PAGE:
Photographer Travels World For a Year to Capture Night Sky Without Light Pollution

photopic sky survey nick risinger image

Screenshot from Photopic Sky Survey. Image: Nick Risinger.

It's easy for urban dwellers to forget about the tens of millions of stars filling the night sky. With so few stars visible in the world's cities due to light pollution, we often find ourselves shocked on camping or overnight boating trips to see constellations and even galaxies in the black reaches overhead. Photographer Nick Risinger spent an entire year seeking out such places, traveling 60,000 miles to create a 37,440-picture portrait of the night sky.Accompanied by his retired father, Risinger -- who quit his job as a marketing manager to purse his photographic quest -- set off an a journey that took him through the American west and the western Cape of South Africa, among other places. Capturing "the full sphere of the night sky" from both hemispheres required chasing through "the remote areas of Arizona, Texas, Nevada, Colorado, California, and Oregon," he wrote on his Photopic Sky Survey website:

As light pollution continues to spread in America, these western states contain some of the last havens of true darkness, a shade few of us are any longer familiar with in which the Milky Way alone can cast a soft shadow. This darkness was crucial because even the slightest amount of light pollution could overpower faint starlight and haze the exposures.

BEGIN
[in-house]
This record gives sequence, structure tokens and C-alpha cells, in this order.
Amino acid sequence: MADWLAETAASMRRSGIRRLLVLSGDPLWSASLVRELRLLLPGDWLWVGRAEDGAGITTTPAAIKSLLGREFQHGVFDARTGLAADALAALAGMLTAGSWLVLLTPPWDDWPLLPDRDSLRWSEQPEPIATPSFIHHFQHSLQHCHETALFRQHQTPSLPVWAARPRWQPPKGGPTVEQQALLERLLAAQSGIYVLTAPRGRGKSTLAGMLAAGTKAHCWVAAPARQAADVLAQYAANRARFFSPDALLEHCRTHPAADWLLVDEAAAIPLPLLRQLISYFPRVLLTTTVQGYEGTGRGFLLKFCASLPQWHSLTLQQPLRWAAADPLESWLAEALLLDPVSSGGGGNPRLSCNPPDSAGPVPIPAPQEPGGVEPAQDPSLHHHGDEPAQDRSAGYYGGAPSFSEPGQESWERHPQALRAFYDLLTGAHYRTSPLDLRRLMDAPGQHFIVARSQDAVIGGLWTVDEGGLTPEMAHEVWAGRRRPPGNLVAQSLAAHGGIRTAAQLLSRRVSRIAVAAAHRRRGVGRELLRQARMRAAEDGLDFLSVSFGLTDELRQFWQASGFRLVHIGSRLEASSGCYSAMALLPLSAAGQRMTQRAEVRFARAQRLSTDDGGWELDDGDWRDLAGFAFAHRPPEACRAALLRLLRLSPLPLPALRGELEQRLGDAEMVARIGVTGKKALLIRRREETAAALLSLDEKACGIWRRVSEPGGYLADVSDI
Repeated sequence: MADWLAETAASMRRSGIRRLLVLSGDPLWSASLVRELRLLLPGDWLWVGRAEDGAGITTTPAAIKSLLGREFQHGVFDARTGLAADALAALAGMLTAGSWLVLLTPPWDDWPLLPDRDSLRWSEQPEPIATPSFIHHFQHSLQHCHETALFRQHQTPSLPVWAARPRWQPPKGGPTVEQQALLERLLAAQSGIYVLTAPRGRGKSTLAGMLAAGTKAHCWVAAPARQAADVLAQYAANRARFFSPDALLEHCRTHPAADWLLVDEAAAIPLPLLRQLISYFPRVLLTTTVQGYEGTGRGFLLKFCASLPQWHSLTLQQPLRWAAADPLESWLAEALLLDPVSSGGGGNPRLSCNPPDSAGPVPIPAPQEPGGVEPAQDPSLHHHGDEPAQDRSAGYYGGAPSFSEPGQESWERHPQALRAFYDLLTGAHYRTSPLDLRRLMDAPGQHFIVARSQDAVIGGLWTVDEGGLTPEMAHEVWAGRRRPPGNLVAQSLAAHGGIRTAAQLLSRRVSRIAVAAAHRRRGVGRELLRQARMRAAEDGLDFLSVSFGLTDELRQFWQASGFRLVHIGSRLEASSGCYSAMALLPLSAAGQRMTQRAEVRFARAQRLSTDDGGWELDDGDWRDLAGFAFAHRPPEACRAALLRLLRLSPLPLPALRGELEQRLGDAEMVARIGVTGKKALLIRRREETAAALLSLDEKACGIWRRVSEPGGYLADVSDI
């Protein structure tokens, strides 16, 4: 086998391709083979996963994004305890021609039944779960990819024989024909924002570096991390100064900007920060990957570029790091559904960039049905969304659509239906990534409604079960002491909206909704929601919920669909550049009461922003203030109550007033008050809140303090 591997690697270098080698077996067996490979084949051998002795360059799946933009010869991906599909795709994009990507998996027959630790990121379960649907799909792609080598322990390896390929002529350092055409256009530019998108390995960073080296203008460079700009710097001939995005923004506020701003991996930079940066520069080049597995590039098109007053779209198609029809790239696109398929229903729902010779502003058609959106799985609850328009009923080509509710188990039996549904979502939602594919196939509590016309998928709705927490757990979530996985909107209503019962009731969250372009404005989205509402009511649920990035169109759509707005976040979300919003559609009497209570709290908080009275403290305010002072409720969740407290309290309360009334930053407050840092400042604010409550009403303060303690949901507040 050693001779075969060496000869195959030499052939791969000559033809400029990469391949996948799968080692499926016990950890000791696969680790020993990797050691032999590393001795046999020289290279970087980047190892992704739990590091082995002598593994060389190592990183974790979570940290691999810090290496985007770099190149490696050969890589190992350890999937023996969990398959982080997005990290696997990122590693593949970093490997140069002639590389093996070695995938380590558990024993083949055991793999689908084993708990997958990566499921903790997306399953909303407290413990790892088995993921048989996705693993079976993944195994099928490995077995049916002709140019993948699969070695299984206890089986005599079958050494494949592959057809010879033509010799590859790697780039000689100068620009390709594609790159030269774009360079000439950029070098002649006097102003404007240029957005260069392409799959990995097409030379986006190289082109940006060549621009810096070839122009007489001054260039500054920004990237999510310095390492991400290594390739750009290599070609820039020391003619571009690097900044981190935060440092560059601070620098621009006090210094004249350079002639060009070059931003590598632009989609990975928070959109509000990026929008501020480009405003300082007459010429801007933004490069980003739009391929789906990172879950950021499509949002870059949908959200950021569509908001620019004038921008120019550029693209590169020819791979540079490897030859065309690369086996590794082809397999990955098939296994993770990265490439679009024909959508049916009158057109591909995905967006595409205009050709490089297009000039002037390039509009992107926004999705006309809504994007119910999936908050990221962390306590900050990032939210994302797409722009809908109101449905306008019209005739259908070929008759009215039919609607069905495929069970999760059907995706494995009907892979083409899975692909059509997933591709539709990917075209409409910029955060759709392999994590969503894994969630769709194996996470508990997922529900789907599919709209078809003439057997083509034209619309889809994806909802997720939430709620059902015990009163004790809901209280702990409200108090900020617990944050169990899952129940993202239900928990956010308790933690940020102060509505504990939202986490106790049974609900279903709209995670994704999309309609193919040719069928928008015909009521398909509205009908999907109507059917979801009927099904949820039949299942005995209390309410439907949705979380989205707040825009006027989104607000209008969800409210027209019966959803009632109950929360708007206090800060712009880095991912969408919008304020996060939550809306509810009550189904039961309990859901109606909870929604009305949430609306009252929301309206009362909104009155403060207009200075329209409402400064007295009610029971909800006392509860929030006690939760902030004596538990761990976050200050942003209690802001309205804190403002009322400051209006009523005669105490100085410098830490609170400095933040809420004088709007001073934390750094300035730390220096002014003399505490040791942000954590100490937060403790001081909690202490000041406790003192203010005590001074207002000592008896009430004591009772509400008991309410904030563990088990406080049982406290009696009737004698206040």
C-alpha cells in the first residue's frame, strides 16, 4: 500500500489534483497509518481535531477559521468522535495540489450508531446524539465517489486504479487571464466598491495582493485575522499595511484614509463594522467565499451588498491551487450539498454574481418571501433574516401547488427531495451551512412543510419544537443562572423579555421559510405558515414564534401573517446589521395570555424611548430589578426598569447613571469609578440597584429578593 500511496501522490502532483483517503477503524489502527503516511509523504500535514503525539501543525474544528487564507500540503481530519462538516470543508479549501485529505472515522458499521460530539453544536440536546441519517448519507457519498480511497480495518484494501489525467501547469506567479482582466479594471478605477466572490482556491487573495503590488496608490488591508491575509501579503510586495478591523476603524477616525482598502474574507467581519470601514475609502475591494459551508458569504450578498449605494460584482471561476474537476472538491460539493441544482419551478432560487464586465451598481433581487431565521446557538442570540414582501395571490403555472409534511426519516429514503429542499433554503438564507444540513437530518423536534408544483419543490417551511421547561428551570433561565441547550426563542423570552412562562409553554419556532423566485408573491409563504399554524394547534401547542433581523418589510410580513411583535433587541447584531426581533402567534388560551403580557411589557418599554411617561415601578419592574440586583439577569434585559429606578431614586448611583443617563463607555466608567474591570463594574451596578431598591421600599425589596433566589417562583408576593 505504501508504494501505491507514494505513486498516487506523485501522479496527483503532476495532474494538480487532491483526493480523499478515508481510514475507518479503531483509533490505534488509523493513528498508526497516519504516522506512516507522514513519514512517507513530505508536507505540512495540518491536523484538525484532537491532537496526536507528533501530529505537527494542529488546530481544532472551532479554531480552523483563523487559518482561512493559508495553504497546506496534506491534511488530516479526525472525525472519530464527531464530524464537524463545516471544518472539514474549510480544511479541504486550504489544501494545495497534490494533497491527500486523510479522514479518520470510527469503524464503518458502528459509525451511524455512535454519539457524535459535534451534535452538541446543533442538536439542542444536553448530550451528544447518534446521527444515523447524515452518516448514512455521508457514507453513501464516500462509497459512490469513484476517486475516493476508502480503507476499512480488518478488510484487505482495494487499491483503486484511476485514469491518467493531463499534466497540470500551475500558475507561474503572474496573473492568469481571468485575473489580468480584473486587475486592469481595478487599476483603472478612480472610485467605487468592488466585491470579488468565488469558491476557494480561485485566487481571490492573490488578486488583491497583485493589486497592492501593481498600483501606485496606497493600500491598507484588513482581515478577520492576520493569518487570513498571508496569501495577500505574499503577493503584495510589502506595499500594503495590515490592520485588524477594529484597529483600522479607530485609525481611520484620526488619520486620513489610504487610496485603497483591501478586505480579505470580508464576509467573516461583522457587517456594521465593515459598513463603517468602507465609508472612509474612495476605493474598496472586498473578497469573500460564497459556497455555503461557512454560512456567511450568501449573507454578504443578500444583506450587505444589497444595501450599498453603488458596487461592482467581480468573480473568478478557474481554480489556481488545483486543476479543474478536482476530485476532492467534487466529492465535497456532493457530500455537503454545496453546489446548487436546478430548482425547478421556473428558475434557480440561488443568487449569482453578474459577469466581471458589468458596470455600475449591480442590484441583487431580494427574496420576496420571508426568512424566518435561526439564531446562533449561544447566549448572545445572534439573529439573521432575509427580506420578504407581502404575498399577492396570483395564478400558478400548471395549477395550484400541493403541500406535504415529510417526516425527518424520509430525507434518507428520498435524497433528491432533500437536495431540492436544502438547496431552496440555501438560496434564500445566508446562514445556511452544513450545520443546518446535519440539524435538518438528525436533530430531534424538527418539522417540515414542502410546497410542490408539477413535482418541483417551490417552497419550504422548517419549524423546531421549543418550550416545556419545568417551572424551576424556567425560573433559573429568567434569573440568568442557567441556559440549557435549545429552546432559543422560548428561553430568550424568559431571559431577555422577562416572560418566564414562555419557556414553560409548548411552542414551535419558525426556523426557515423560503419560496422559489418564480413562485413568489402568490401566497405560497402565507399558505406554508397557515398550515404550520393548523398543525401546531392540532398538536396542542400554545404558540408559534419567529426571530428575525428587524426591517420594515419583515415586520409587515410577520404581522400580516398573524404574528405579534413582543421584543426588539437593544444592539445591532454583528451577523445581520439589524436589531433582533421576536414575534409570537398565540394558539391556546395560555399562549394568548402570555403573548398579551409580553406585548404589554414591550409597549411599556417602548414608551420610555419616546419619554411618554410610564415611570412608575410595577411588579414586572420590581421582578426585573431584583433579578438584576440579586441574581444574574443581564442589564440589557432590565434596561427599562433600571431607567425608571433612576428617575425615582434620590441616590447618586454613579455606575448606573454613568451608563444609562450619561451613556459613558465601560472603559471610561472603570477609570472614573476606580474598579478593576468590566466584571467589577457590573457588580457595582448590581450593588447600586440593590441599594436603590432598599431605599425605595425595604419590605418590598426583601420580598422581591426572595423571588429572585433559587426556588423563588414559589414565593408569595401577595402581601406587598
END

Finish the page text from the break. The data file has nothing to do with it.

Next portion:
Connecting With Nature
Risinger assembled his nearly 40,000 images into the 360-degree, 5,000-mexapixel photograph featured on his website, where, the online cultural tipsheet Very Short List says: "You can zoom in and out, scroll left or right, or lay a map of the constellations over the image. It's a very simple, very beautiful way to explore the universe, one star at a time."

For Risinger, the trip was also a way to enjoy time in the natural world. "The click-clack of the shutters [of his custom multi-camera rig] opening and closing became a staccato soundtrack for the many nights spent under the stars," he wrote on his website. "Occasionally, the routine would be pierced by a bright meteor or the cry of a jackal, each compelling a feeling of eerie beauty that seemed to hang in the air. It was an experience that will stay with me a lifetime."

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